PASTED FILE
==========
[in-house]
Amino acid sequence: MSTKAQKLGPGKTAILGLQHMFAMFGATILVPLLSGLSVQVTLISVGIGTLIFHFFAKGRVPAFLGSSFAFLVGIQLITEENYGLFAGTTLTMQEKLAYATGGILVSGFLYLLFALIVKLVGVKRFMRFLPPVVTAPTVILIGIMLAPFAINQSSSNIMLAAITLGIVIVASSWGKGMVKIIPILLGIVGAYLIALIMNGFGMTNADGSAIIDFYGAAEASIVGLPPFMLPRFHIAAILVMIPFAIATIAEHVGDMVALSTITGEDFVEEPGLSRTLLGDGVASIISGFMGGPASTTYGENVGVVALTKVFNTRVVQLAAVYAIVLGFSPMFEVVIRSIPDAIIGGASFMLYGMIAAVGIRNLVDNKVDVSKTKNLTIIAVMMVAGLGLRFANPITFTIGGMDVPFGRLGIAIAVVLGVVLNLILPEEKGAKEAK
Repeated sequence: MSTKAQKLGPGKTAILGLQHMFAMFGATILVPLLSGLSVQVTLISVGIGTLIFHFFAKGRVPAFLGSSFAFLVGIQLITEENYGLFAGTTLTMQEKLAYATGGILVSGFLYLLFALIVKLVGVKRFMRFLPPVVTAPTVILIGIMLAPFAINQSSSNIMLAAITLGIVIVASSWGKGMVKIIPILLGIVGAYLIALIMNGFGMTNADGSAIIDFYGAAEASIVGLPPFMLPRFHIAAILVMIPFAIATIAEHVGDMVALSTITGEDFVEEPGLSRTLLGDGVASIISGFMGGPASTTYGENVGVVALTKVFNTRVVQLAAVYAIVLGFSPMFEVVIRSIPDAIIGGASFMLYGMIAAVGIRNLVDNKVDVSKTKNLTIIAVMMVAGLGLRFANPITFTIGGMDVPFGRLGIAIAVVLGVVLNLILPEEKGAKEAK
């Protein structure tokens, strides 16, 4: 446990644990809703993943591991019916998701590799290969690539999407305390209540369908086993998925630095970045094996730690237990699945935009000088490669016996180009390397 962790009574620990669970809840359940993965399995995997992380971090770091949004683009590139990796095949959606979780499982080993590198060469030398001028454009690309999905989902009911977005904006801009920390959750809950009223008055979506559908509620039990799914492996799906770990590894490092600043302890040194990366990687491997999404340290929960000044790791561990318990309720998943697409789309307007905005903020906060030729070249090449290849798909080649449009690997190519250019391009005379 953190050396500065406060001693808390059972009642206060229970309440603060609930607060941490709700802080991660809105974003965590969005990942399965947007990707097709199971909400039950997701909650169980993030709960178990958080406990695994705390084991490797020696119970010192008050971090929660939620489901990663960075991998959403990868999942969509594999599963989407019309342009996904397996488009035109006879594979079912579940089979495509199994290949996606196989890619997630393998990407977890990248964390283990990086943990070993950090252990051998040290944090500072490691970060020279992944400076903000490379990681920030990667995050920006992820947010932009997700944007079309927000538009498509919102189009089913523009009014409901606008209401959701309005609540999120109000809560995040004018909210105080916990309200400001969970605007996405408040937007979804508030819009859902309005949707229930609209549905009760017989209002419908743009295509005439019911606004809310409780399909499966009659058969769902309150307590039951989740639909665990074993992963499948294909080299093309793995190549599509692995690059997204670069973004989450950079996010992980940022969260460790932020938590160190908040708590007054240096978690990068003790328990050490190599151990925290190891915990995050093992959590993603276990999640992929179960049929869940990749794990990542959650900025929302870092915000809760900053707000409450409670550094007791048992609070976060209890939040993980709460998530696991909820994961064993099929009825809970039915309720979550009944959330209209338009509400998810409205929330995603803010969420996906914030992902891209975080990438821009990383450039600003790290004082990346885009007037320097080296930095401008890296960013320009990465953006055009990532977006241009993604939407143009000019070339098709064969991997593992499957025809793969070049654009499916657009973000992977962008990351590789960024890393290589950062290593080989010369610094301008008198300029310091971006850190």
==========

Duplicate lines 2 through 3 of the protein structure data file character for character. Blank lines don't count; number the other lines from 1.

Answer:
Amino acid sequence: MSTKAQKLGPGKTAILGLQHMFAMFGATILVPLLSGLSVQVTLISVGIGTLIFHFFAKGRVPAFLGSSFAFLVGIQLITEENYGLFAGTTLTMQEKLAYATGGILVSGFLYLLFALIVKLVGVKRFMRFLPPVVTAPTVILIGIMLAPFAINQSSSNIMLAAITLGIVIVASSWGKGMVKIIPILLGIVGAYLIALIMNGFGMTNADGSAIIDFYGAAEASIVGLPPFMLPRFHIAAILVMIPFAIATIAEHVGDMVALSTITGEDFVEEPGLSRTLLGDGVASIISGFMGGPASTTYGENVGVVALTKVFNTRVVQLAAVYAIVLGFSPMFEVVIRSIPDAIIGGASFMLYGMIAAVGIRNLVDNKVDVSKTKNLTIIAVMMVAGLGLRFANPITFTIGGMDVPFGRLGIAIAVVLGVVLNLILPEEKGAKEAK
Repeated sequence: MSTKAQKLGPGKTAILGLQHMFAMFGATILVPLLSGLSVQVTLISVGIGTLIFHFFAKGRVPAFLGSSFAFLVGIQLITEENYGLFAGTTLTMQEKLAYATGGILVSGFLYLLFALIVKLVGVKRFMRFLPPVVTAPTVILIGIMLAPFAINQSSSNIMLAAITLGIVIVASSWGKGMVKIIPILLGIVGAYLIALIMNGFGMTNADGSAIIDFYGAAEASIVGLPPFMLPRFHIAAILVMIPFAIATIAEHVGDMVALSTITGEDFVEEPGLSRTLLGDGVASIISGFMGGPASTTYGENVGVVALTKVFNTRVVQLAAVYAIVLGFSPMFEVVIRSIPDAIIGGASFMLYGMIAAVGIRNLVDNKVDVSKTKNLTIIAVMMVAGLGLRFANPITFTIGGMDVPFGRLGIAIAVVLGVVLNLILPEEKGAKEAK